Cape Town’s bid story

The City of Cape Town's successful bid for World Design Capital 2014 was coordinated by the Cape Town Partnership, in collaboration with a wide range of stakeholders and supporters.

Official handover of World Design Capital

The Mayor of Cape Town, Patricia de Lille, received the World Design Capital 2014 plaque in Helsinki last week, and had this to say:
"If I had to reflect for a moment on what the city I am proud to lead would look like if we had to design and build it from scratch, it would probably look very different. But even though Cape Town, like all South African cities, has a particular history, we are not the only city that might have designed itself differently.
"With few exceptions, the modern city has risen largely out of necessity, being added to or made more complex by the needs of the moment. This is an issue that still confronts us, especially with the pressures of urbanisation and the global shift towards cities becoming major drivers of economic growth. Living with these historical realities and daily challenges, we are left with cities that are often far from perfect. But that is the beauty of innovation. It is the beauty of design. We know that we are moving in the right direction to get to our ideal. Or at least, we are designing our city – in as much as we can – working with what we have, in order to do so. For me, this is the central thesis of the City of Cape Town’s approach to the World Design Capital 2014: Excellence in design is using what you have to realise what you want. It is designing the change we want to see in our city using the very building blocks of which our city is comprised. It is these realities that help us focus on the outcomes we want to see for 2014. Ours is, in relative global terms of population and economic power, a mid-size city at the tip of Africa. We have incredible advantages, especially in terms of our geographical location and our relative competitive advantage in terms of infrastructure. But we also face the same challenges as many developing-world cities. These challenges include urbanisation, growing population sizes, urban decay and ever present socio-economic pressures. But in as much as we feel the effects of these challenges, our city is faced with another difficulty. That is, the problem of Apartheid spatial planning. The emphasis of Apartheid was placed on separating people physically. Indeed, this was the most direct action of decades of social engineering. And as such, we have a city that still bears the strong legacy of racial separation, as do all cities in South Africa.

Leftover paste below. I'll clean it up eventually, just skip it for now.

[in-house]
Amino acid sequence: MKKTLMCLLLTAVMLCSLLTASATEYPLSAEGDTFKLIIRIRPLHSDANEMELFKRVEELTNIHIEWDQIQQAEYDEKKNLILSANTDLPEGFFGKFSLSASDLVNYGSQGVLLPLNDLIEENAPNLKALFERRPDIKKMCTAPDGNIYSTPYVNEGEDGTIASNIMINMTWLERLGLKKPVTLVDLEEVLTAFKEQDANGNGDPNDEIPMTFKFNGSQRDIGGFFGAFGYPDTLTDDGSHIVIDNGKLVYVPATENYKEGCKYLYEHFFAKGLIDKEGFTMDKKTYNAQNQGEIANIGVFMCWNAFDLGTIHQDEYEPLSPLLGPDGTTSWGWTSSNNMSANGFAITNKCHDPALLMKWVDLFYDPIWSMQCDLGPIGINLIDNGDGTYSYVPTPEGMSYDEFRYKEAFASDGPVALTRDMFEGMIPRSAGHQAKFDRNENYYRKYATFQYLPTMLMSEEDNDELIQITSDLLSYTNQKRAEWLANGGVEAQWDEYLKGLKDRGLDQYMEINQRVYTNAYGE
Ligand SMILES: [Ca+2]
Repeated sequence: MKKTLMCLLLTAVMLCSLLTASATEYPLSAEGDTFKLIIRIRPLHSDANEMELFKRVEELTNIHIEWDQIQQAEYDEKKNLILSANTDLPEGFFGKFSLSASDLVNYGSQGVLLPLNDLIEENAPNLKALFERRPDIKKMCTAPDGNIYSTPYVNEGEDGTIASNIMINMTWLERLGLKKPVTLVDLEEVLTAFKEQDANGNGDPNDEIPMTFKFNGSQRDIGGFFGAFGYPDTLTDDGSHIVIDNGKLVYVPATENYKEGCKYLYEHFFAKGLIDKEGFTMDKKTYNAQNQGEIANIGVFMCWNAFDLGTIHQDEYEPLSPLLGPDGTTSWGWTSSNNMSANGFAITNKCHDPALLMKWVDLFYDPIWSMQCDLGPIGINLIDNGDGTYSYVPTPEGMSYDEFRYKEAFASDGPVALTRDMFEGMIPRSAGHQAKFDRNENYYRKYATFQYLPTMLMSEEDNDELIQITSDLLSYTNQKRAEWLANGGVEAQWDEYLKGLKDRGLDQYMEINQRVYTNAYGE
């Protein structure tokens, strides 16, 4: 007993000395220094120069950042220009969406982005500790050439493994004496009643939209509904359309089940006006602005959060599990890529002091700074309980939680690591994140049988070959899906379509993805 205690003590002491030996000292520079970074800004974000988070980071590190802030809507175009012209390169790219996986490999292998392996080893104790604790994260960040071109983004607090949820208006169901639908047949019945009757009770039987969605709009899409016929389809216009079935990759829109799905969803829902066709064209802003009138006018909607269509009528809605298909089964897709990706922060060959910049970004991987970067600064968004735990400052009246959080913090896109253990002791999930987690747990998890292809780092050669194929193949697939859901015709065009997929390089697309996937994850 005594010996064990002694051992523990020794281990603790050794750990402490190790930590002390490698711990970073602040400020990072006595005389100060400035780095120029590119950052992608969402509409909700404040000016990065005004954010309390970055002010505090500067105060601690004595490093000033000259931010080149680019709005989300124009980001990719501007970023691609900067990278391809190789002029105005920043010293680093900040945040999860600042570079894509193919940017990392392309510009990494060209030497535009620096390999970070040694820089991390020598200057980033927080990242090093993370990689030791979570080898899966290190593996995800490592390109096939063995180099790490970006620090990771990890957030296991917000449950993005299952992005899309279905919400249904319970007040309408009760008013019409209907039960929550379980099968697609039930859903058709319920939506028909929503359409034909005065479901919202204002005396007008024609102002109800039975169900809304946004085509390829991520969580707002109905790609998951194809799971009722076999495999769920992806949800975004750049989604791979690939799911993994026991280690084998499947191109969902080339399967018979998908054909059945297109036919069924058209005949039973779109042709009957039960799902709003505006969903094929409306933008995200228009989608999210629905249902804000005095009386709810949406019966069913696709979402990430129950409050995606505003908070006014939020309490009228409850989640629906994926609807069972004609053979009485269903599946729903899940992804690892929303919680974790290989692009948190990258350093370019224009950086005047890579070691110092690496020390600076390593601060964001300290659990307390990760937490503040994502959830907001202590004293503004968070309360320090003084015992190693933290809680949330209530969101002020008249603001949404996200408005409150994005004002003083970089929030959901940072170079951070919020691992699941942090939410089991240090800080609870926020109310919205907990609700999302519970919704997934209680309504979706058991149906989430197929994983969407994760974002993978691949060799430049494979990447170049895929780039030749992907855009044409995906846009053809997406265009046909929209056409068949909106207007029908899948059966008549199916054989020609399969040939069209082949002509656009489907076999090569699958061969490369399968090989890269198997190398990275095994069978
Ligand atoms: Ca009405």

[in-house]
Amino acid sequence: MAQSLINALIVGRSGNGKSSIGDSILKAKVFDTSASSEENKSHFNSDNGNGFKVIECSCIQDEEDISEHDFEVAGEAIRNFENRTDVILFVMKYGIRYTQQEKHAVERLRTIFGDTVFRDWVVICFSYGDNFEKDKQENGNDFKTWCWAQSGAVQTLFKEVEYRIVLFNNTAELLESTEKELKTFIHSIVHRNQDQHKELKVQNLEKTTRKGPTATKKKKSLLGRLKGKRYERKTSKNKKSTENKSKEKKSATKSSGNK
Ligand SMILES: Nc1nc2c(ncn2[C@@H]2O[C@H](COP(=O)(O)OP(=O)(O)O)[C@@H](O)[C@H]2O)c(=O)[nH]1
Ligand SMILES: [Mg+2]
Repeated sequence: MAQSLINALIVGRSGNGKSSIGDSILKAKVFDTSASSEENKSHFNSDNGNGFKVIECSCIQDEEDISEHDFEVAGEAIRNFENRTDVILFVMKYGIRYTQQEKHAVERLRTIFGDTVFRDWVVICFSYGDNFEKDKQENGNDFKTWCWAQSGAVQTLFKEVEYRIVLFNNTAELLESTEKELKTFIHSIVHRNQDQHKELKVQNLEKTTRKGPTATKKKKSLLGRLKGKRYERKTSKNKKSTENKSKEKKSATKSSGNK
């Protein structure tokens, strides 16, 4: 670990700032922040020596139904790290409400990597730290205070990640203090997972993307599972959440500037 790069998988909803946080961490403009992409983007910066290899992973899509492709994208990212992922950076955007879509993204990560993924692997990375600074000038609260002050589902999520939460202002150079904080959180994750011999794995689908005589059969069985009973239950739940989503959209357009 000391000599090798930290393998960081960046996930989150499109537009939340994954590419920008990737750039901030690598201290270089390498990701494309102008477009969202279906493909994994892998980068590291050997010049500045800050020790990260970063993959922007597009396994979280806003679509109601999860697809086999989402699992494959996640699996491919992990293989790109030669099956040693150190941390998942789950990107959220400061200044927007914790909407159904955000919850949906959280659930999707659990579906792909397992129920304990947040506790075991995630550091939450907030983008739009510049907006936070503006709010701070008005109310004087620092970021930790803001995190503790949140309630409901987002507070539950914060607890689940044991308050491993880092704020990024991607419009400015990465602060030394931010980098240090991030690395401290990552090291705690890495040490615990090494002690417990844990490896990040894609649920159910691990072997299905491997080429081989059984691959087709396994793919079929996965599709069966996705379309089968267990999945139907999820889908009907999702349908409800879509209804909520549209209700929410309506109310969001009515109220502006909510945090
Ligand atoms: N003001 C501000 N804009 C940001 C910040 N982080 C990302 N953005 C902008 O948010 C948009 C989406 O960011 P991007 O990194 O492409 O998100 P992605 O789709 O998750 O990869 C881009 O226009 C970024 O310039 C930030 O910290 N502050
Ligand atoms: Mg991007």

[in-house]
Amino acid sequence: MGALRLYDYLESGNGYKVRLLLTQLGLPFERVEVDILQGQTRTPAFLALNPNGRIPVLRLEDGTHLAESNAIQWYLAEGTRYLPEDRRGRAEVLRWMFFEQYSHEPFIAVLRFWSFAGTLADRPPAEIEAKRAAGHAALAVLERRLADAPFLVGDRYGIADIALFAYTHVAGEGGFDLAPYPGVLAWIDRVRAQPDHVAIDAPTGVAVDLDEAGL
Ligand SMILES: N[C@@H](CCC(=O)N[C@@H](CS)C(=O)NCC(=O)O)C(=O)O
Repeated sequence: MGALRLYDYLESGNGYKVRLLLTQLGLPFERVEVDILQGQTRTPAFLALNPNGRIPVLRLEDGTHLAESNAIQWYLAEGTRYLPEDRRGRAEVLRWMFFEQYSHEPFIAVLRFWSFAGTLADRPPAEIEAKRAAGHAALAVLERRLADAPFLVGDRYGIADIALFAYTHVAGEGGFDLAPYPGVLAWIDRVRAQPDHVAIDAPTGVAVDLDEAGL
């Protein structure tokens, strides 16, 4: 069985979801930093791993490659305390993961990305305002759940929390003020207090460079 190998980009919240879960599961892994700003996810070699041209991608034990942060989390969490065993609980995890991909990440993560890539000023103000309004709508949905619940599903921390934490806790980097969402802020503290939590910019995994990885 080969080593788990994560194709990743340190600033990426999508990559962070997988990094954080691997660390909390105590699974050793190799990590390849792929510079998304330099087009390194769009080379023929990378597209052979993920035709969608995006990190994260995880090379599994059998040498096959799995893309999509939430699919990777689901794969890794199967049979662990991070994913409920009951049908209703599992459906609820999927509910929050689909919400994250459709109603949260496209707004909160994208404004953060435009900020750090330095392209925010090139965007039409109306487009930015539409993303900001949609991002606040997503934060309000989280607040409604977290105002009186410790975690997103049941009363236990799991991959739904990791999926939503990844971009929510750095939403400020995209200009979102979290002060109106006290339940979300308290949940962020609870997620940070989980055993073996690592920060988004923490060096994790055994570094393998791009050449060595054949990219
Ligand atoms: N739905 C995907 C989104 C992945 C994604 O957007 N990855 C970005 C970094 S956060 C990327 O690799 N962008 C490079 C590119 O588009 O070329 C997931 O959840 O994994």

"While we are aware that the reality of divided cities is not unique to our country, there is a very particular racial dimension to these divisions that is.
"While many cities have felt the effects of bad planning, or class divisions, or a lack of transport options, we do live with the effects of an unjust policy of physical separation of individuals according to race. And that is what I find so exciting about design. I find the possibility of exploring truly innovative ways to change our city, and its artificial divisions, exciting. While it is true that Apartheid has been gone for two decades, we still have a lot of work to do in eradicating its legacy. We are doing everything we can to change our city every day – from major investments in public transportation and broadband infrastructure – to rolling out the most expansive public works programme in the country. However, we have to complement these large-scale interventions with the innovative solutions that design can bring to change cities. Whether it is the design of new housing structures for lower-income groups; to facilities for the urbanising population joining us in search of a better life; to amenities that creatively bring people together across old boundaries, design can truly change our city. In conclusion, we need to harness the creative potential of design and bring people together to help us find solutions by unleashing the energy of being the World Design Capital for 2014. Then we can speak with a new honesty when we say: live design, transform life. In conclusion, using these principles, and the realisation that design is based on organic networks of change that transform the city, not centralised plans, I believe we can transform Cape Town. Our structures are in place, our people are ready and our city is waiting.
"Cape Town is ready to be the World Design Capital in 2014."


Image: Cape Town Mayor Patricia de Lille accepts the World Design Capital 2014 plaque from Icsid President Soon-in Lee in Helsinki.